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A "Tale of Two Cities?" Snowstorm has parallels to Dickens' novel, UB English professor says

David Schmid, UB associate professor of English, is an expert in English literature.

Release Date: November 20, 2014

“Both situations demonstrate that while actual and political weather can vary wildly within a shared geographical space, what happens in one area has a demonstrable and even dramatic effect on the other.”
David Schmid, associate professor of English
University at Buffalo

BUFFALO, N.Y. – As lake effect snow bands wreacked havoc on the Southtowns while leaving North Buffalo largely unscathed, Buffalo Mayor Byron Brown and many others have called the current state of affairs a "tale of two cities."

The saying refers to the Charles Dickens novel of the same name, which is set during the French Revolution in two cities: London and Paris.

While a modern-day storm may at first glance have little to do with 18th-century Europe, the analogy isn't necessarily inappropriate, says David Schmid, PhD, a University at Buffalo associate professor of English.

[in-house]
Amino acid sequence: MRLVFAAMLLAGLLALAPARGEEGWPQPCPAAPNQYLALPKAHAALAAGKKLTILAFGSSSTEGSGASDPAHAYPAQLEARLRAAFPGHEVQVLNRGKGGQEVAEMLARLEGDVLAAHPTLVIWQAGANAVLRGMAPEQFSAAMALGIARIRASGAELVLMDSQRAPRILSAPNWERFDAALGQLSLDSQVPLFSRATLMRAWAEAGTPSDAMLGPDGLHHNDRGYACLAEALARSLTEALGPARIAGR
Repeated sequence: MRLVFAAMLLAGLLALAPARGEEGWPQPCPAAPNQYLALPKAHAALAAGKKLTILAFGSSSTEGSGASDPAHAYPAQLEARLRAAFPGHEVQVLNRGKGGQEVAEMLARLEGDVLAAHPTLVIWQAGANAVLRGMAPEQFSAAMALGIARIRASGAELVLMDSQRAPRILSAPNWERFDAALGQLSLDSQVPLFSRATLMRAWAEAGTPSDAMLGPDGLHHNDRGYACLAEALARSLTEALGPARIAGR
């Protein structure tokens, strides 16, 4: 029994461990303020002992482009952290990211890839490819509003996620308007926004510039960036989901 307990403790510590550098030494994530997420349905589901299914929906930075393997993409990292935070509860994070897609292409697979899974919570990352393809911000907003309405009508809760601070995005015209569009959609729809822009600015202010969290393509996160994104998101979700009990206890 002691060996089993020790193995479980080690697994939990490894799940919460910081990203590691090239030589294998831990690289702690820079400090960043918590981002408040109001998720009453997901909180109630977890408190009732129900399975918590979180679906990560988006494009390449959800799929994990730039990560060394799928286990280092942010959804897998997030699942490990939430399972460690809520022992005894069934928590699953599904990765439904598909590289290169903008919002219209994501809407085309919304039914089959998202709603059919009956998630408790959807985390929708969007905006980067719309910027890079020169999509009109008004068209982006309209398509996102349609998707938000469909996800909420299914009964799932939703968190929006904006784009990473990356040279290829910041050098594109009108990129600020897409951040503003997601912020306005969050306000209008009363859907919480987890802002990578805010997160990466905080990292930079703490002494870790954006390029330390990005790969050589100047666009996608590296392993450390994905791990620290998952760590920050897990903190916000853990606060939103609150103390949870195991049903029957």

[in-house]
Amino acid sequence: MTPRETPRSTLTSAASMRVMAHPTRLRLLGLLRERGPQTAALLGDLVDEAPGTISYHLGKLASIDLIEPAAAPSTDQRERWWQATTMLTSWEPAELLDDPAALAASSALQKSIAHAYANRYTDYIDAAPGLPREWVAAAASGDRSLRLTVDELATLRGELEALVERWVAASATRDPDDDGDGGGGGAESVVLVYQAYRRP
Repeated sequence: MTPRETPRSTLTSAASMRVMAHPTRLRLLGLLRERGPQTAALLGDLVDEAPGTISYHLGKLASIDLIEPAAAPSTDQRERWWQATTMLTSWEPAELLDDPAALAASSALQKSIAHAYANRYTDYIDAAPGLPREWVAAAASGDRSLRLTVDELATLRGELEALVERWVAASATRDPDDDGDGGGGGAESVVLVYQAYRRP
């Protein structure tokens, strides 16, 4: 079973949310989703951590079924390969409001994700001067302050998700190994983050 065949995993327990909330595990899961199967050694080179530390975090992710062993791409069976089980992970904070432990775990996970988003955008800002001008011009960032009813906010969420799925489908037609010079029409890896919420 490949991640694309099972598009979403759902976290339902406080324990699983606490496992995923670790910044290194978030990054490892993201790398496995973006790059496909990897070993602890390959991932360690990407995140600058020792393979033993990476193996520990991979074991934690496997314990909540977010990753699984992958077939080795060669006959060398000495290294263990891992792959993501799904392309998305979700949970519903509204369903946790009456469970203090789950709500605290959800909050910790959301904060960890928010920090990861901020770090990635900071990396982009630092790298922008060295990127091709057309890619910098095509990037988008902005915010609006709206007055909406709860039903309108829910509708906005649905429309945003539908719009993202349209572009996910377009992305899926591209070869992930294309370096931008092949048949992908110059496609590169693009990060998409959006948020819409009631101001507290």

"I understand why this analogy would be used, because the Southtowns' and South Buffalo's wall of snow demonstrates how microclimate can differ dramatically within a relatively small geographic area, just as the political and social microclimates in London and Paris in the 1790s differed dramatically," Schmid says.

"Both situations demonstrate that while actual and political weather can vary wildly within a shared geographical space, what happens in one area has a demonstrable and even dramatic effect on the other," he adds.

"The effect of what was going on in revolutionary Paris had a great effect on many living in London, which is the subject matter of Dickens'  'tale' of the two cities," Schmid says. "Likewise, what happened in the Southtowns, for instance, certainly has affected where those in the north can go, what they can do and in some cases can provoke anxiety in one area over what is happening in the other (regarding family matters, school attendance, businesses, etc.)."

Schmid can be reached at schmid@buffalo.edu or through Patricia Donovan at 716-628-0604.

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